CHICAGO, IL: Top mastering engineer and Boiler Room founder Collin Jordan first met WSDG Walters-Storyk Design Group founding partner John Storyk at an AES Convention in 2003. Impressed with Storyk’s genuine interest in his initial studio build out, Jordan put WSDG on the list for his next studio project. By 2013, his client list had grown to include work for Chicago-based artists such as Buddy Guy, Alkaline Trio, Common, Local H, Pelican, and The Wachowskis; along with clients from around the world including the YouTube Rewind series with over 1 billion views a year. After years of saving and planning, Jordan purchased a 100+ year-old, 3 story brick building in the Wicker Park District, one of Chicago's main centers for music, nightlife, and restaurants.
“I’d been looking for new space for years, and immediately knew this building met ALL of my needs, including two floors primed for renovation into rental apartments that would cushion my monthly OOP. I called most of the major studio designers but still got the best feeling from WSDG. Their balance of technical acoustics and artistic design was spot on, and they were very accommodating to my somewhat unusual vision for the new studio. WSDG project manager (now partner/COO) Joshua Morris flew out for an initial site visit in 2014. He made a series of recommendations that were much in sync with my thinking, and we began a lengthy but ultimately hugely successful collaboration.”
Chicago's new Boiler Room mastering house
"Collin Jordan had many advantages in his mission for creating the ‘ultimate mastering studio,’” Morris says. “The ground floor of his building was a virtual sound lock. Eleven-foot-high ceilings, and a solid slab floor made it unnecessary to float the room even in such an urban setting. We carved out a spacious 600 square foot section at the rear of the building for his mastering studio and included a roomy ‘sweet spot’ client listening area. Positioning the studio back there also eliminated concerns about street noise. The remaining 900 square feet were earmarked for a lounge, kitchen and business office. The solid construction of the second and third story apartments provided additional assurance of complete isolation, as the mastering room is located is a single-height space. This building was ideal for a mastering studio,” Morris adds.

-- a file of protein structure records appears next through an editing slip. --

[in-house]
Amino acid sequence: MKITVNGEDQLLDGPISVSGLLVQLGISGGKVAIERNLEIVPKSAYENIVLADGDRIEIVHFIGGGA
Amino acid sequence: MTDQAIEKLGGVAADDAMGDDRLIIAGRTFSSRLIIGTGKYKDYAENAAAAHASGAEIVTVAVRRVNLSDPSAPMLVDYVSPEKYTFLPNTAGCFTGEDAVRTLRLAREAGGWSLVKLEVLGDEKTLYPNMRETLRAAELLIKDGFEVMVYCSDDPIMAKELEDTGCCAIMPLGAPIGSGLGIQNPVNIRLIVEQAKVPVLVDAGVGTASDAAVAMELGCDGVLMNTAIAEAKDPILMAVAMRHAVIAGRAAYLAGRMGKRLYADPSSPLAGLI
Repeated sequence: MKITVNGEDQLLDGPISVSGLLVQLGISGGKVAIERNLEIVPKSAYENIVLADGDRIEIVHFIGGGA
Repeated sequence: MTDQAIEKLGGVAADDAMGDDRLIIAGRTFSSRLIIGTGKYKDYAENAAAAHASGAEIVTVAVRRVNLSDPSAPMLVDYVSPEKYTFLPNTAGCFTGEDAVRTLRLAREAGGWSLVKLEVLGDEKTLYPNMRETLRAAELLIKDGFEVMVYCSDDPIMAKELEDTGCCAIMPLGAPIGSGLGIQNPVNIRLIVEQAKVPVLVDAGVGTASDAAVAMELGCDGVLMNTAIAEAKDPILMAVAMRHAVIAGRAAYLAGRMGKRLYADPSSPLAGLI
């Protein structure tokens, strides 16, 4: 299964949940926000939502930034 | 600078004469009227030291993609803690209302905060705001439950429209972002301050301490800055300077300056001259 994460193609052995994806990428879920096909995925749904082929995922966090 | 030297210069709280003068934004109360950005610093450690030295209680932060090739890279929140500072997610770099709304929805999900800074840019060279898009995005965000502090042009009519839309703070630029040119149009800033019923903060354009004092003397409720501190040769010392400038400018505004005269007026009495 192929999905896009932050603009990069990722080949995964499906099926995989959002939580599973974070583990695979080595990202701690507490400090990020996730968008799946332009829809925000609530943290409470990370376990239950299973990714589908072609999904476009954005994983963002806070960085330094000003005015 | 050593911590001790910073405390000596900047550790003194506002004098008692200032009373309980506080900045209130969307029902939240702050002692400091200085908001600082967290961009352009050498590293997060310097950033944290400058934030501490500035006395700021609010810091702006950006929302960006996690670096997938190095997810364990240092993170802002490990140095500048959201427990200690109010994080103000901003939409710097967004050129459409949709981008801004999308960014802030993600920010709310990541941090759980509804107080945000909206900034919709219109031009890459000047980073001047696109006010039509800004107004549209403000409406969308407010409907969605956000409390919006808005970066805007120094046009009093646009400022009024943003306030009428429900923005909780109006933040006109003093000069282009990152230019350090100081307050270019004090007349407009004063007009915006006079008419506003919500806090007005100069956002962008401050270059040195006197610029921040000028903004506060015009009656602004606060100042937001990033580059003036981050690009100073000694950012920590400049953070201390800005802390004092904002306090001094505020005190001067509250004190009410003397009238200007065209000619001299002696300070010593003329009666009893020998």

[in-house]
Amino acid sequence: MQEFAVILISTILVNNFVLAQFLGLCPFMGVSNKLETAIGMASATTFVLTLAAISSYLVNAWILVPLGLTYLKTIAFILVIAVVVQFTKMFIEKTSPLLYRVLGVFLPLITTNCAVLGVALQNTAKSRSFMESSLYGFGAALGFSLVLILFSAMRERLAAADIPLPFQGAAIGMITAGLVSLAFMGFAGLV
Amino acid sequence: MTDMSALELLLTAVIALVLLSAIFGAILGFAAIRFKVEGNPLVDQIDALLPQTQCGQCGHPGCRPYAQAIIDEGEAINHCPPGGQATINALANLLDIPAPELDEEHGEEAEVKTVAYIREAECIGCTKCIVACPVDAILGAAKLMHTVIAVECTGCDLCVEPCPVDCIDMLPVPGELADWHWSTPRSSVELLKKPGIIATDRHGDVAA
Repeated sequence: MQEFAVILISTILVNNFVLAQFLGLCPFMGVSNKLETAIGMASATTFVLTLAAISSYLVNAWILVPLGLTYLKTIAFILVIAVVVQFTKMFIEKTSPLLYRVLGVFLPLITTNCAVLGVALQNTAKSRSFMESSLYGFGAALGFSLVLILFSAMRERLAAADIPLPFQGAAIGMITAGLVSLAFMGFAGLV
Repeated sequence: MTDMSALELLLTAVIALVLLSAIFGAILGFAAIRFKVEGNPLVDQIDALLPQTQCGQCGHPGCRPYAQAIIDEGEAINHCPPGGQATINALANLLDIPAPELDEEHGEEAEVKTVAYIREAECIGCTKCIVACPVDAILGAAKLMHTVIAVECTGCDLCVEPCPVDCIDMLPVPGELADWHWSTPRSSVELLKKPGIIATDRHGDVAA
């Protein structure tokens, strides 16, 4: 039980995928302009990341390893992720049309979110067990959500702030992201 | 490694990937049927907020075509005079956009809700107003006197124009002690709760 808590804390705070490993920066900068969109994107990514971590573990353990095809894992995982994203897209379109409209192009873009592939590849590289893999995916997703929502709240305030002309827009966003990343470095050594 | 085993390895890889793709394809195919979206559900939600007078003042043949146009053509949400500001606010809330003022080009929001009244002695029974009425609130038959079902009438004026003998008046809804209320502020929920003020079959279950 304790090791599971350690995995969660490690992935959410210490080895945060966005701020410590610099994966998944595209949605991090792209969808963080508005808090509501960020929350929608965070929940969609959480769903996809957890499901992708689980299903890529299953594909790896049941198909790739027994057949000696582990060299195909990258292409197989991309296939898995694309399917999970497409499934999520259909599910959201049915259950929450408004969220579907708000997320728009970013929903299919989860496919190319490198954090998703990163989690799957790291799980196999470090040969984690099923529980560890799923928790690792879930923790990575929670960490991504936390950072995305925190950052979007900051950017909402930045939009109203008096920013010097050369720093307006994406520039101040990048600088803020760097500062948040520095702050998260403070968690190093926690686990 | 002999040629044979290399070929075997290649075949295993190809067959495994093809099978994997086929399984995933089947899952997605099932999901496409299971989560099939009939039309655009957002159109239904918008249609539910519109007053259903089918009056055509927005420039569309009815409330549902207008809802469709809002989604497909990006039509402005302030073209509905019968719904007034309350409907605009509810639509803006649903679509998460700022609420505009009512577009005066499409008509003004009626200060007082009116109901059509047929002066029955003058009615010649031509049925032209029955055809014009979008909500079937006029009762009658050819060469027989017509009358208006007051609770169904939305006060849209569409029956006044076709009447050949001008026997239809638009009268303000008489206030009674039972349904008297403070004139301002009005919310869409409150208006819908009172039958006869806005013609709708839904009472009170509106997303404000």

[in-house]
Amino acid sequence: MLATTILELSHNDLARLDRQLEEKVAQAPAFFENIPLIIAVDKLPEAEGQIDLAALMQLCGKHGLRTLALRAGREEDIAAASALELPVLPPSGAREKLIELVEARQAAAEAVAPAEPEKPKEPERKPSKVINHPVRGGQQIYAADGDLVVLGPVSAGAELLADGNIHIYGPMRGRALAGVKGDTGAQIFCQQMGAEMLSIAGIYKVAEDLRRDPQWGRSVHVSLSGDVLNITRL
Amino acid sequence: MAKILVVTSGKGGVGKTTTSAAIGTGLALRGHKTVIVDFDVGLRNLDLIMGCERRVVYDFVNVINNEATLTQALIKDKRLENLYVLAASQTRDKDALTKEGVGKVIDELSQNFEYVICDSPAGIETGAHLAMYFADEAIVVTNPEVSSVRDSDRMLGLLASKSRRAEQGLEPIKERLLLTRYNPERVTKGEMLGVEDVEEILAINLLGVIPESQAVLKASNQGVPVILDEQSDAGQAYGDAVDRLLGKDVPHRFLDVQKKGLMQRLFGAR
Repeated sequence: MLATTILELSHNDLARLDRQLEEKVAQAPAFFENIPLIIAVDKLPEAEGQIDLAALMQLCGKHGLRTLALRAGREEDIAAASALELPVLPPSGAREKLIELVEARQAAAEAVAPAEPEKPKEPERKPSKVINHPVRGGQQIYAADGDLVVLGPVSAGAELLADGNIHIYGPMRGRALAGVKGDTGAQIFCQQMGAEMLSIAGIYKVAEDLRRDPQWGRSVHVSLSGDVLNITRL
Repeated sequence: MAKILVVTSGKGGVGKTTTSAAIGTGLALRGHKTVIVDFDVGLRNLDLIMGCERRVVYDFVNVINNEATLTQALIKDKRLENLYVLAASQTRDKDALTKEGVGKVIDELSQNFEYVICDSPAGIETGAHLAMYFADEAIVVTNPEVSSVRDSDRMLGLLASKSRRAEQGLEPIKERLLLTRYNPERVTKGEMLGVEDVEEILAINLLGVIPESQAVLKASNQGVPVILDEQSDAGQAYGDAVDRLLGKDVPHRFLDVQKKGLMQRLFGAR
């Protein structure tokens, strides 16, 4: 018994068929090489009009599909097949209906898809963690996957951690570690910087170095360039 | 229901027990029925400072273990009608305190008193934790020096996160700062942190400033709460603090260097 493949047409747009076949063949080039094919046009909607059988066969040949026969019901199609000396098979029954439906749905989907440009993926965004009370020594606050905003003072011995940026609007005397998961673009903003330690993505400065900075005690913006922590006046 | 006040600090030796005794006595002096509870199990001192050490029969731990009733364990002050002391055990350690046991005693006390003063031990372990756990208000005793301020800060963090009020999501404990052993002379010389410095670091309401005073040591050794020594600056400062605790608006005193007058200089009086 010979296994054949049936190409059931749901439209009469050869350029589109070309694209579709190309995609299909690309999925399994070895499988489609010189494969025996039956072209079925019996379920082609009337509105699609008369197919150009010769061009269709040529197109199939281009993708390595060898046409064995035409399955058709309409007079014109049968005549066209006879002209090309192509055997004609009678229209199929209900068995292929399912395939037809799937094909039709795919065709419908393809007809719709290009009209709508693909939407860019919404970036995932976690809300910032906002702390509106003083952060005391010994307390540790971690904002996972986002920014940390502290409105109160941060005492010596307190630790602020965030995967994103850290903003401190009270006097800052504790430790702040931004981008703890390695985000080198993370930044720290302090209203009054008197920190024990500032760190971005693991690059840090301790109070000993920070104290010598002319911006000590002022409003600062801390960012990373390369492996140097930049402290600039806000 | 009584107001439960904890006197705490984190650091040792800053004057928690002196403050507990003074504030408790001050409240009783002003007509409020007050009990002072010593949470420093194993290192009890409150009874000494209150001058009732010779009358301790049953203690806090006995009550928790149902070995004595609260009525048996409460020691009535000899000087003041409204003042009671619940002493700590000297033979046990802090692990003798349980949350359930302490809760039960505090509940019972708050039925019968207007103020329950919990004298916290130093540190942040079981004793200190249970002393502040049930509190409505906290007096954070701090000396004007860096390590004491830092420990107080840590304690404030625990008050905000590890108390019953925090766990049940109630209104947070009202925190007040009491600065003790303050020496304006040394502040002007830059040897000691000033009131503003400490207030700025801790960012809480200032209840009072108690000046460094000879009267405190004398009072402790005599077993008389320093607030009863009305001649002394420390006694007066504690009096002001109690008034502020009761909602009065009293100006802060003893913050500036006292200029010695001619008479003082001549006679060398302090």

Doing much of the construction himself, prolonged the gestation period, but guaranteed Jordan’s goal of realizing his standards of perfection. “I’d spent decades in rented studios, and had been very happy with the Dunlavy Speakers I’d positioned on 500 lb. limestone blocks, so I intentionally recreated that original mastering set up in the new studio,” Jordan recalls. “But, when we fired up the system in my WSDG-designed room I was astonished at the difference in the sound quality. The Dunlavy’s sounded completely different. The room’s acoustics gave my system a remarkably enhanced level of clarity, and resonance; the phase coherency and frequency balance creates a 3-dimensional space where the sound is present in the room in an almost physical sense.
“The difference in sound is so dramatic that clients who would normally be spending time on their iPhones during sessions, literally put them down and give their full attention to the music,” Jordan concludes. “Of all the things I’ve learned in this process, the key lesson is the importance of room acoustics in that chain. My advice is stop buying equipment and get your room in tune.”
All Photos by Nicolas Gourguechon